And it also doesn’t mean dark chicken meat will find more of a home in the United States either, Mr. Sanderson said with a laugh.
“Dark meat is generally exported, so it will go overseas to other countries where there’s a market for that meat,” he said.
But a market for dark meat does exist in the United States.
“Drums and thighs, in grocery stores,” he added.
Mr. Sanderson doesn’t expect the export market to Russia to re-open anytime soon.
“Not until this political situation calms down,” he predicted.
What’s helping Sanderson Farms and the rest of the U.S. poultry industry is that the market has become much more highly diversified.
“We ship to many more markets than we used to,” he pointed out. “At one time, Russia was 50% to 60% of our overseas exports, but it is much smaller than that now.”
In fact, he noted, Mexico is now the largest overseas market. There is also a lot of poultry exported to South America, Asia and Africa.
“Those areas were not big markets at all years ago,” he said.
Other big markets include former Eastern Bloc countries, the Mideast, China and Taiwan.
Valued industry asset
Mr. Sanderson’s business approach stems from his heritage.
“My values come from my home, from my upbringing, the way I was raised,” he said. “My family raised me with a certain way of looking at things, how to carry out priorities that are important and how to solve problems in life. Those values don’t change; you don’t decide to do things differently because now you’re in business. You carry out your responsibilities in a consistent manner, based on what you were taught growing up.”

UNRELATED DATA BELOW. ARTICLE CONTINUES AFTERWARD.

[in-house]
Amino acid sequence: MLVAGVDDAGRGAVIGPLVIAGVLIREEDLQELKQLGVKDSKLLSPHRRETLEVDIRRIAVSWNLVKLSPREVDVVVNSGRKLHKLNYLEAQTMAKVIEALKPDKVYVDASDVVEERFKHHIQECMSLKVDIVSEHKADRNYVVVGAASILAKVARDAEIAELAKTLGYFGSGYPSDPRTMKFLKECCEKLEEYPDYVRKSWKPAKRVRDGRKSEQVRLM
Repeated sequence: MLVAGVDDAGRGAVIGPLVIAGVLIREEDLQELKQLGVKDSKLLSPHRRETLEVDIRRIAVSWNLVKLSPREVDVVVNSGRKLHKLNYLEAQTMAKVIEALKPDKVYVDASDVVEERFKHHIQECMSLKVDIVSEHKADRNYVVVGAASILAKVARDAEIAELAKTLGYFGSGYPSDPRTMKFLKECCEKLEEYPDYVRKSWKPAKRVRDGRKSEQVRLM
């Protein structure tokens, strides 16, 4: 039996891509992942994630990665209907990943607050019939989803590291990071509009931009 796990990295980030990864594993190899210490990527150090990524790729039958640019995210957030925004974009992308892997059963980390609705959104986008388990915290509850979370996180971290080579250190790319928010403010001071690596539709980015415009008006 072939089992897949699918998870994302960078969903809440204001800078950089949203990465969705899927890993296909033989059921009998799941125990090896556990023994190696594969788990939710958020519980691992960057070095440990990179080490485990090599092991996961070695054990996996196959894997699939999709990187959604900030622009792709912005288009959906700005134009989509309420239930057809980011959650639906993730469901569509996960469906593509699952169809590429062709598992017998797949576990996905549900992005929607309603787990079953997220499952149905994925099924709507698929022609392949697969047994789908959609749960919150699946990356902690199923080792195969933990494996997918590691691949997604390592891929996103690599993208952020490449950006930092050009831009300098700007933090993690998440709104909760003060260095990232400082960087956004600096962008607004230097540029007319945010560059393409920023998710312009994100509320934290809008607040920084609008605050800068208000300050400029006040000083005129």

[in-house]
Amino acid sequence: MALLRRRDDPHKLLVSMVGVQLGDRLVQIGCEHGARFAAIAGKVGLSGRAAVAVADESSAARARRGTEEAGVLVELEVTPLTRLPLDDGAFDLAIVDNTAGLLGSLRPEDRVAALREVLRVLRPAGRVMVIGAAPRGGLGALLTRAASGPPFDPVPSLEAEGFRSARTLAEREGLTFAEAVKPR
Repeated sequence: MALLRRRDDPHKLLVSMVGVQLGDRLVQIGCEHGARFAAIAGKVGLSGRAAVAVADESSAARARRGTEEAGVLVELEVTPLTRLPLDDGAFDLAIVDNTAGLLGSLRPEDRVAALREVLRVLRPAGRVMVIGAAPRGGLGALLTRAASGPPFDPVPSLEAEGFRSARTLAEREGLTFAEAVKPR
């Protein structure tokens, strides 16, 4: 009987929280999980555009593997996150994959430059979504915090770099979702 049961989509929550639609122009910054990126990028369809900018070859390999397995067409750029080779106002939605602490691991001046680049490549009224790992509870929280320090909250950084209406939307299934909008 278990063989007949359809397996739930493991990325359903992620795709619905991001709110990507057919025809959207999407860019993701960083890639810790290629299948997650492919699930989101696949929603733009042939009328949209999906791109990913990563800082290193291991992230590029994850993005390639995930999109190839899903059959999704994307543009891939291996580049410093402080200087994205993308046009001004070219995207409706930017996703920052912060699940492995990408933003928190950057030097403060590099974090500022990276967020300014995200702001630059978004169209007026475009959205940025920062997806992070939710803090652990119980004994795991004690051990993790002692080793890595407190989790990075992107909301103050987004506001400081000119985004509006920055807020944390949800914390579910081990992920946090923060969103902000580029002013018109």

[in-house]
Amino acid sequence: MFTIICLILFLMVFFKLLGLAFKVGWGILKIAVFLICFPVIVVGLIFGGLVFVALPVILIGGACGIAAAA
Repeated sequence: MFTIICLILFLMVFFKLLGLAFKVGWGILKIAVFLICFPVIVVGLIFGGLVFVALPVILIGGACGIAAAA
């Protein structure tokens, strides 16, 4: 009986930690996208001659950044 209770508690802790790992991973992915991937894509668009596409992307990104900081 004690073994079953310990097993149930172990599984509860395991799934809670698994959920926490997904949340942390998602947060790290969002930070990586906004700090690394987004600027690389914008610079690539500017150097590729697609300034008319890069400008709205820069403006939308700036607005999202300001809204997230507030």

Mr. Sanderson has used those values not only to successfully operate his company, but he has also made great contributions to the poultry industry nationally, as well as to the continued economic growth of Mississippi.
Mr. Sanderson has been a past chairman and is a current director of three trade associations: the National Chicken Council, the Mississippi Poultry Association and the Mississippi Manufacturers Association.
But he’s still in the lead in the continued growth and success of Sanderson Farms. And there’s no doubt the company, minus occasional setbacks that are just part of life in the poultry- and meat-processing industry, is moving ahead. Today, four plants make tray-pack products for grocery stores, and five plants deliver broilers, tenders and wings to distributors. Dark meat tends to go to countries and areas that are gaining wealth, where residents have a greater ability to afford a protein diet.
While the chicken industry has grown greatly, in part due to a selling point that the birds make healthier meat for consumers, poultry also has had its ups and downs, Mr. Sanderson said. Back in 2007, the American industry was setting 220 million eggs a week. A 10% slump set in, but that slump is now being reversed. According to the U.S. Department of Agriculture, in mid-August hatcheries in the U.S. 19-state weekly program set 206 million eggs in incubators, up 2% from a year ago.